The meeting will run 10 a.m.-4 p.m in the Hardin Room of the ATEC Building at Big Bend Community College, 7662 N.E. Chanute St.
The meeting will be open to the public and there will be an opportunity for public comments at 10:00 a.m.
The Eastern Washington RAC is comprised of 15 members from a variety of backgrounds who are appointed by the Secretary of the Interior. The Eastern Washington RAC provides advice to the Bureau of Land Management Spokane District Manager and the Colville National Forest Supervisor regarding management of federal public land in eastern Washington.
For info about the Eastern Washington RAC contact the Spokane BLM District Office, 1103 N. Fancher Rd, or call (509) 536-1200.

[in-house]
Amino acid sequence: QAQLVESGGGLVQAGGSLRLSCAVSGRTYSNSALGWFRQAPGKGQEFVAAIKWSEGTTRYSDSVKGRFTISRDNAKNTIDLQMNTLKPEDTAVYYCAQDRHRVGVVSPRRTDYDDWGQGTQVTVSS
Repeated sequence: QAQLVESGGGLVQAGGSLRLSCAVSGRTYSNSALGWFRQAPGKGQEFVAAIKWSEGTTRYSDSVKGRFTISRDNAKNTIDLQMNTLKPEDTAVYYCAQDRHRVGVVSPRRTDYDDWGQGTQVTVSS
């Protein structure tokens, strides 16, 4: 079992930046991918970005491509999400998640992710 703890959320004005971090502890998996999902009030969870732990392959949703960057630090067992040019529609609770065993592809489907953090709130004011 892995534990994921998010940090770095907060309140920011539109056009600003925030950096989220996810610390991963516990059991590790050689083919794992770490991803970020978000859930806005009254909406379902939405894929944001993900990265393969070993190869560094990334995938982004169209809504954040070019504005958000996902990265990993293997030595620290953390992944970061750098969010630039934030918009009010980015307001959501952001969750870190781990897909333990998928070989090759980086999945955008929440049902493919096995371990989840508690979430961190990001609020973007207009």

ROCK CLIMBING — The Bureau of Land Management is proposing a ban on rock-climbing at Cedar Fields near Burley, Idaho, to protect cultural resources in that area and would also ban climbing on BLM lands in the Castle Rocks Inter-Agency Recreation Area.
The federal agency is taking public comment on the plan until Oct. 28.
PUBLIC LANDS — The U.S. Bureau of Land Management plans to scale back costly roundups of wild horses.
In a news release issued Thursday, BLM officials said they will reduce the number of wild horses removed from the range by about one-quarter — to 7,600 per year. The agency also will expand the use of fertility controls and increase the number of animals adopted by individuals or groups. The bureau continues to oppose horse slaughter, which some in the West have advocated as a way to thin herds.
Other groups have called the past roundups inhumane.